Monday, February 20, 2012

On Types of Concept System

In my previous blog I discussed the existence of different types of concept systems.  I have found these discussed, oddly enough, not in the literature on data modeling, but in the literature on terminology work.  I have not found discussion of concept systems in philosophy, but that might merely reflect my lack of education, reading in, and general knowledge of philosophy.

Before going further into types of concept systems, we need to establish what a concept system is.  Nordterm 8 Guide to Terminology by Heidi Suonuuti (ISBN 952-9794-14-2) states the following:

Concepts are not independent phenomena.  They are always related to other concepts in one way or another, and form concept systems which can vary from fairly simple to extremely complicated.  In terminology work, an analysis of the relations among concepts and an arrangement of them into concept systems, is a prerequisite for the successful drafting of definitions.

This is not a great definition of "concept system" but it is a good start.  The ISO 704 standard from ISO/TC 37/SC 1 tells us the following:

Concepts do not exist as isolated units of knowledge but always in relation to each other. Our thought processes constantly create and refine the relations between concepts, whether these relations are formally acknowledged or not. A set of concepts structured according to the relations among them is said to form a concept system

In organizing concepts into a concept system, it is necessary to bear in mind the subject field that gave rise to the concept and to consider the expectations and objectives of the target users. The subject field shall act as the framework within which the concept field, the set of thematically related but unstructured concepts, is established.

ISO 704 also states:

The terminology of a subject field is not an arbitrary collection of terms. The relevant concepts constitute a coherent concept system based on the relations existing between concepts. The unique position of each concept within a system is determined by the intension and the extension.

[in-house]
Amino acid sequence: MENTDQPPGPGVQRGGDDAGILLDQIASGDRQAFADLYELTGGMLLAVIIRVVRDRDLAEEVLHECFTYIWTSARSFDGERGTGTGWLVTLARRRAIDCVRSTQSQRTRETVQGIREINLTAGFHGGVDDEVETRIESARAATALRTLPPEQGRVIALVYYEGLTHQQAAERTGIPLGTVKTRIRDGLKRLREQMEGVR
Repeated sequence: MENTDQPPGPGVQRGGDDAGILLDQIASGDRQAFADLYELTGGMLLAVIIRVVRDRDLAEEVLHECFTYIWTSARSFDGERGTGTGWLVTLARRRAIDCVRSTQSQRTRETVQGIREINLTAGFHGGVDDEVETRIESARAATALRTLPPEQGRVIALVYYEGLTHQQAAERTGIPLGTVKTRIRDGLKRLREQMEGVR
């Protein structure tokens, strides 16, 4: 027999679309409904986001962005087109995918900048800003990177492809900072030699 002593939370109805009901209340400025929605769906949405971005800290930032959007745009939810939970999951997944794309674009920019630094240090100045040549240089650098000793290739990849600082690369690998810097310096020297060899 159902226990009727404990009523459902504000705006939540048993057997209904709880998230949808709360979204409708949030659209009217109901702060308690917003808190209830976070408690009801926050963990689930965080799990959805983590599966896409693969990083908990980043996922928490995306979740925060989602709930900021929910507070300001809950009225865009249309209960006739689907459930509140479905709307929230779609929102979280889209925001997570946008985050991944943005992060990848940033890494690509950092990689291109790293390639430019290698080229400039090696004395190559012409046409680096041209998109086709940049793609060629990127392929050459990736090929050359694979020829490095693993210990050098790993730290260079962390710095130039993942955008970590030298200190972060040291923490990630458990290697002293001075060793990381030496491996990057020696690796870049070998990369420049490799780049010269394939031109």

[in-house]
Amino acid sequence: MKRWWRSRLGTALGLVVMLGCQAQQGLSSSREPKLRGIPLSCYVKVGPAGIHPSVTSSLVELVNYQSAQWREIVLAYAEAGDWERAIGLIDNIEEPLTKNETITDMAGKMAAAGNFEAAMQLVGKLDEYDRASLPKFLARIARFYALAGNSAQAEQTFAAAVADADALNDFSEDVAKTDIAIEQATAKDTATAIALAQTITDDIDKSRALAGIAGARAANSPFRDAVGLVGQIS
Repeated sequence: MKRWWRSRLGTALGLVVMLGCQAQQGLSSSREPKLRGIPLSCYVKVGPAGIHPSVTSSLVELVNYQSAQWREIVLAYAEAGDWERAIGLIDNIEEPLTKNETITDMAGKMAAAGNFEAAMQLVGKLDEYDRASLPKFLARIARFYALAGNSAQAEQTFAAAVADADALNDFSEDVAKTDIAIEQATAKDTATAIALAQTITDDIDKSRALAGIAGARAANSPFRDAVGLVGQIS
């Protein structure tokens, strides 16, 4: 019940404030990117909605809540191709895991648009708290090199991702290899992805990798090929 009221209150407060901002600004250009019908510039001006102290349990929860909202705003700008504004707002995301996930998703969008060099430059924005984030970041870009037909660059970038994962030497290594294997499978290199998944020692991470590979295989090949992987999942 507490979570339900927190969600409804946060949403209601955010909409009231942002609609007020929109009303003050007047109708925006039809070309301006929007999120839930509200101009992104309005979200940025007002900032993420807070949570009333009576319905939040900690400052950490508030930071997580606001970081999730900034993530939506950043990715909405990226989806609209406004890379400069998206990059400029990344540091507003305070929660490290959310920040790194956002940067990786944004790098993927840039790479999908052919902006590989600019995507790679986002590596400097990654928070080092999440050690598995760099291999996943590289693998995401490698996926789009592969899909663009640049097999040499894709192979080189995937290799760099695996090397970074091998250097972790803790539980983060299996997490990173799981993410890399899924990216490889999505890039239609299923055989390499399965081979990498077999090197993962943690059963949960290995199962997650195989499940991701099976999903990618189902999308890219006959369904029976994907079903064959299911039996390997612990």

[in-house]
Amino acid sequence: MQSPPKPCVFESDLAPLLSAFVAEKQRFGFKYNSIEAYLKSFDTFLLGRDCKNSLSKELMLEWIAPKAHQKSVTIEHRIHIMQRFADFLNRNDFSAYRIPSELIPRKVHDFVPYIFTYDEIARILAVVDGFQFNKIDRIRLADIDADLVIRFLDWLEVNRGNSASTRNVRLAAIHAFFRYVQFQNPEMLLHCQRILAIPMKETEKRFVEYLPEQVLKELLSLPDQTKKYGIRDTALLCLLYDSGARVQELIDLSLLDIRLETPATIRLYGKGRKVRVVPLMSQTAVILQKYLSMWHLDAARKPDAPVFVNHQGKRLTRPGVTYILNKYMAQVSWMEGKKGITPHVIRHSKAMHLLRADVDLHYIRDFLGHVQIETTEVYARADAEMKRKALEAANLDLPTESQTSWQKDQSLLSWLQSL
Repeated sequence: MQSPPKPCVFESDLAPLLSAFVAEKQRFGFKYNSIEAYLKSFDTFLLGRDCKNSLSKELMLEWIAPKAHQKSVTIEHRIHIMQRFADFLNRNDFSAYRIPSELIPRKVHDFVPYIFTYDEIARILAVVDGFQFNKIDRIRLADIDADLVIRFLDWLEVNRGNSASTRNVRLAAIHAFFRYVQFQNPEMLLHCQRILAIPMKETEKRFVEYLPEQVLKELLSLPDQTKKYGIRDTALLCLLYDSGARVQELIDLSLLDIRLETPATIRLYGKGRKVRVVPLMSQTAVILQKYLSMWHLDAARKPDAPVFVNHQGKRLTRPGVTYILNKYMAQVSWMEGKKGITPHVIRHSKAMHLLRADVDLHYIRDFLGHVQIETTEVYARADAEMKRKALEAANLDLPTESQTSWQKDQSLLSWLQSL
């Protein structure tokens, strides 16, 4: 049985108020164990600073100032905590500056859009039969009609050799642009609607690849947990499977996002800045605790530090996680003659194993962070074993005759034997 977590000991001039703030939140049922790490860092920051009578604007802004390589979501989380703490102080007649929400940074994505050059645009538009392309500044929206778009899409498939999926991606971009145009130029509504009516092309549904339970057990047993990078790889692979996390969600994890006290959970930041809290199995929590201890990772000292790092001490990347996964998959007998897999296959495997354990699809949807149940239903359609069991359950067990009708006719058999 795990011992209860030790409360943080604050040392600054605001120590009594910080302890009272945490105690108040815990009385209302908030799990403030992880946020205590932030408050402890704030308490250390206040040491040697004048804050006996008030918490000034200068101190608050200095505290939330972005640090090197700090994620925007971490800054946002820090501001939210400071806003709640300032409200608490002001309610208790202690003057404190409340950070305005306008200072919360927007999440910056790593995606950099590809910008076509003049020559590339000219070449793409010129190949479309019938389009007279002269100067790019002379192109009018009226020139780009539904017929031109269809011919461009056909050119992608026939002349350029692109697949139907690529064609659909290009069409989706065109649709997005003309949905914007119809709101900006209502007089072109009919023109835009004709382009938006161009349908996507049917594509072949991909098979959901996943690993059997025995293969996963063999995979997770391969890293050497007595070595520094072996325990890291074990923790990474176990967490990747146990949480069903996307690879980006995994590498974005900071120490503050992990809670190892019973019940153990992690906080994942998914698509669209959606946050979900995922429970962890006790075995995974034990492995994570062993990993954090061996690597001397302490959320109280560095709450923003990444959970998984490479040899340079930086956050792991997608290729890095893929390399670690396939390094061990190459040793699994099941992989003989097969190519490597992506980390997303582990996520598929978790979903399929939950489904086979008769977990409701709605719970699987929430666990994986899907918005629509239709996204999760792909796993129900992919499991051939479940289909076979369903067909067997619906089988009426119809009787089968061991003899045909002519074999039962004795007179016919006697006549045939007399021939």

This is not the place to get into what is meant by a "subject field".  However, it does seem apparent that a concept system is a number of concepts and the relations between them.  This corresponds to what data modelers call a "conceptual data model", but which they should call a "conceptual model".  A conceptual model describes a set of business information as such, without any thought of how it might be stored as data.

A concept system also differs from a single relationship between two or more terms.   Baldwin's Dictionary of Philosophy defines "relation" in logic as follows:

The mutual dependence of two or more subjects upon a common principle, fact, or truth, of such a kind that any assertion regarding one modifies the meaning of the other.  Accordingly, the predicate is true or false of one taken not independently or in isolation, but only in reference, regard, or respect to the other.  

The way in which a concept system differs from a relationship is that a concept system contains many relationships.

So we have some idea of what a concept system is.   What is interesting is that concept systems are not all of different kinds, but are distributed in types.  This idea is found in terminology work, but does not seem to be found in data modeling.  Perhaps this is because data models are oriented to building databases for data storage, and not for describing business information.    

If there are types of concept system, then each type should have its own properties.  Understanding these properties might help us work with concept systems and hence with definitions.   Data modelers do not seem to have contributed much if any thought about types of concept systems.  It is true that there are many books on data model patterns, but these are oriented to data modeling goals such as not needing to change a database structure unless it is unavoidable.

A challenge will therefore be to catalog the different types of concept system, and their special properties, and find ways to apply them in the practical work of definition management.

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